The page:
Green Lantern: New Guardians 11: This is the big one. Kyle Rayner and the New Guardians attack Larfleeze’s home of Okaara. It’s a huge battle with all-out Lantern action. Tony Bedard works some nice beats into the story as well. There’s a great sequence where Munk, the Indigo Lantern, tries out everyone else’s powers to see which would work best against the orange constructs. There’s an emotional reveal when Kyle discovers Glomulus’ connection to Larfleeze. And there’s a great twist when the New Guardians discover who actually stole their rings. New Guardians has been giving us wonderfully colorful action and this issue is no exception.
Near Death 10: Jay Faerber’s noir series has specialized in done-in-one adventures but with this issue he proved that he can write a great cliffhanger too. I don’t want to say more than that. Trust me. This is a really good series and it’s worth picking up before it’s prematurely canceled.
Star Wars: Darth Maul: Death Sentence 1: I was excited about the return of Darth Maul. He’s a great villain and I was sad that he was killed so quickly in the prequel trilogy. But it’s possible my expectations worked against me as I wasn’t impressed by this story. I don’t know enough about Darth Maul’s brother to care about him as a character and the conversations between them didn’t tell me enough to make me interested. I’m also ambivalent about Maul’s new body. His physical presence was part of his appeal and that seems to be diminished by new robotic legs. At least the last panel was great. Darth Maul’s hatred for Jedi is intense. That bodes for more exciting action in the future and means I might not give up on this series quite yet.
Wolverine and the X-Men 14: I’m skipping the huge Avengers vs. X-Men event but that doesn’t mean I’ve been entirely successful avoiding it as it keeps popping up in books I read regularly. In some cases, it’s an annoying digression. In other cases, it can be an amusing interlude. Count this one among the latter. Jason Aaron presents a date between the Phoenix-empowered Colossus and regular ol’ Kitty Pryde. Colossus tries to impress her with his otherworldly powers, resulting in some great visuals and awkward moments. Meanwhile, we see the havoc that this ongoing battle has brought to the community as Kitty tries to hold the school’s staff together with guest instructors Doop and Deathlok. Aaron uses a light touch to show us- and his key characters- the corrupting influence of absolute power.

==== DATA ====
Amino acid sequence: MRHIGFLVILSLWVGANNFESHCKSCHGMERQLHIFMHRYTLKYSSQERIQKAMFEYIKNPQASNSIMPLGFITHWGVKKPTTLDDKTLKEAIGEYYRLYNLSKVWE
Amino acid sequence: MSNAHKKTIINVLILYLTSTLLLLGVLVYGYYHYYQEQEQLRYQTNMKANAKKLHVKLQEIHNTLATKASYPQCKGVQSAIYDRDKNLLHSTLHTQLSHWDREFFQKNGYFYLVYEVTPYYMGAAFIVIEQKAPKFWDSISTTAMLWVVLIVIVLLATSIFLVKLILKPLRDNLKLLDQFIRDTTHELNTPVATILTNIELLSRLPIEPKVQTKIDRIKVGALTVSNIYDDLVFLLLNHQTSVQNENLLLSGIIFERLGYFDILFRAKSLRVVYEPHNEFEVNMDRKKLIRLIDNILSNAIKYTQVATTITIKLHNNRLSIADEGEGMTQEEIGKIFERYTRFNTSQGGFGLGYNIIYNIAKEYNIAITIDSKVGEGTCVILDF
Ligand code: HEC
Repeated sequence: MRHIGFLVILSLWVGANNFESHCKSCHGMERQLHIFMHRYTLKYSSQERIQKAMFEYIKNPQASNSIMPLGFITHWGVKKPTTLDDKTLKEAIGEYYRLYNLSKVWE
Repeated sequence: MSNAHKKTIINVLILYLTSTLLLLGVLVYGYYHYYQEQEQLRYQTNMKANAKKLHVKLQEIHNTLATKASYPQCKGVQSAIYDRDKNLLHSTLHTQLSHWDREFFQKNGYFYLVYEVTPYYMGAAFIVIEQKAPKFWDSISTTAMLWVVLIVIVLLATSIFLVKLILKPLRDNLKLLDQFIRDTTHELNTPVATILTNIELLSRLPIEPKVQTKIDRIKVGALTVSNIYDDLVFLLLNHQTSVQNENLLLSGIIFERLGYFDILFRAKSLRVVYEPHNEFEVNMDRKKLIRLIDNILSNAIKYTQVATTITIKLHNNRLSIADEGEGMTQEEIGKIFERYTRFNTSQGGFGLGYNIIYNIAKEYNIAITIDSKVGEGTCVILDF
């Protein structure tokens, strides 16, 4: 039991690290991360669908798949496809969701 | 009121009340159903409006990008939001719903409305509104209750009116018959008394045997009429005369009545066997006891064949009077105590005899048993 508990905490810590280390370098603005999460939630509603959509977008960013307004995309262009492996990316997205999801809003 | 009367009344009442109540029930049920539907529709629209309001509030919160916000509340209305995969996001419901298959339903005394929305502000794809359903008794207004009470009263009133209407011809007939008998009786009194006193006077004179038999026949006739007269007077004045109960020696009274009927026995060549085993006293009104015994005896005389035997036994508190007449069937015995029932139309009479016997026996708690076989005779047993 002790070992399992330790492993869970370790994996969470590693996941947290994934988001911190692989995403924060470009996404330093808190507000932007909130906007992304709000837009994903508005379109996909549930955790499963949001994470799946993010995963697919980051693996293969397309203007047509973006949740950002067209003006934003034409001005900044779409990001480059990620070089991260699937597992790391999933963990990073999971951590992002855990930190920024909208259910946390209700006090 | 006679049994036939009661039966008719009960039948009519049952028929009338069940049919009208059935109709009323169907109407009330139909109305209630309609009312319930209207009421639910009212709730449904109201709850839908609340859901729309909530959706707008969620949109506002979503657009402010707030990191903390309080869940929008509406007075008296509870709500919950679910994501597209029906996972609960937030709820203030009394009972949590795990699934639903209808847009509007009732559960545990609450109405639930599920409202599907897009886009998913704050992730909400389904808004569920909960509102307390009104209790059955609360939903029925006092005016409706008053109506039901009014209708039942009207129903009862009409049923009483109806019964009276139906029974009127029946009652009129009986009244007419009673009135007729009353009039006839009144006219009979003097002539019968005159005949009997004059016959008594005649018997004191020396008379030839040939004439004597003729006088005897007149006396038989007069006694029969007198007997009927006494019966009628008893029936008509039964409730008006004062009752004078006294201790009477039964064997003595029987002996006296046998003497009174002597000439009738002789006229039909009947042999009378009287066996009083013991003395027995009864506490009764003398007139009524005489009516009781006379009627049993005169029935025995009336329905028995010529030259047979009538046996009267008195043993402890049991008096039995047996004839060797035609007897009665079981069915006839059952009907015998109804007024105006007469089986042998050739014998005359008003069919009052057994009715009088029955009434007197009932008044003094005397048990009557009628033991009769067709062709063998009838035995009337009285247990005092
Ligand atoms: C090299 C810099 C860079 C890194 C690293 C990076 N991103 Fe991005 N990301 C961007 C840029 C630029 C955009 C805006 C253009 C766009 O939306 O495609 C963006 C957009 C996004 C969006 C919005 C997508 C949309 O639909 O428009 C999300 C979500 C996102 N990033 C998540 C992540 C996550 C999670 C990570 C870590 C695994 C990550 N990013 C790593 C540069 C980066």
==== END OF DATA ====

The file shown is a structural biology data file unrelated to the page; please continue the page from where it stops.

Winter Soldier 8: Ed Brubaker’s Bucky is a cool spy thriller. It owes more to James Bond and Jason Bourne than it does to Superman or Spider-Man. It’s dark and moody, with great twists and surprises. The Black Widow makes a great co-star. And I really like the way they’ve used Jasper Sitwell as the SHIELD contact and supervisor. I also like the post-cold war feel. Bucky and Natasha are former Soviet agents who are now free agents in a wide-open world. It sets up all kinds of old animosities and new possibilities.
X-Men Legacy 270: Not a lot happens in this issue. At least nothing that important. Magik has imprisoned a number of Avengers in limbo. Rogue is invited to tour the new super-prison but decides to rescue the Avengers instead. She focuses on Miss Marvel and they set aside their past differences in a show of friendship. That’s it. Despite what could have been a strong emotional hook- the final reconciliation between Miss Marvel and Rogue- this issue felt like it was marking time until the crossover finished with a lot of superfluous fight scenes.
Hawkeye 1: It’s hard to come up with new ways to say, “this was great” all the time. The new Hawkeye is awesome. It’s excellent. It’s cool. It’s even a little humorous. I enjoy this street-level view of Hawkeye (we barely see him in costume). I love the stripped down approach and the human-interest angle (the big story is that Hawkeye adopts a dog). I love the juxtaposition between action and boredom- fighting bad guys in one panel, falling asleep in the vet’s waiting room in another. I hope that we see Kate Bishop (aka Hawkeye II) soon but that’s a relatively minor complaint for a comic this much fun. Did I mention it’s great?
Bloodshot 1: The new Valiant is taking an inspired approach to storytelling. They’re reviving their classic characters from the ‘90s but they’re stripping them of most of their superhero connections. Yet they haven’t made the mistake of throwing the baby out with the bathwater. These are still exciting comics. They’re straight science fiction or action-adventure tales that are both familiar and refreshingly new. Bloodshot is a former warrior whose body has been resurrected like a Frankenstein monster to become an immortal super-soldier. But reviving someone and controlling them are not the same thing. Bloodshot rebels against his new masters only to be killed and resurrected again and again and again. It’s not a nice comic. But it’s definitely an interesting one- one that has something to say and one that doesn’t feel like anything else on the stands today.
Before Watchmen: Nite Owl 2 and Comedian 2: It’s hard to separate the discussion about Before Watchmen the project from Before Watchmen the stories. Personally, I always thought that the proof would be in pudding. Are the stories interesting? Are they inventive? Do they approach superheroes from a slightly different angle? If the answer is “Yes,” then these stories and comics were worth doing. So far, I’ve been suitably impressed. The series have been markedly different from one another but they’ve each been excellent in their own way. The Nite Owl series is about Nite Owl’s partner Rorschach as much as it is about the title character. We watch their current adventures. But more importantly, we’re treated to scenes from their childhood. We learn that these two masked men have more in common than we ever realized though they’ve reacted it to in different ways. It’s a strong story and I’m certainly enjoying the trip so far. The Comedian series is even better. Comedian, who was one of the least-developed characters in the original Watchmen, is given surprising depth here. We see inner turmoil that we hadn’t expected. And Brian Azzarello does a great job of weaving the Comedian into historical situations in surprising ways. These are worthy comics, and I’m glad I get to read them.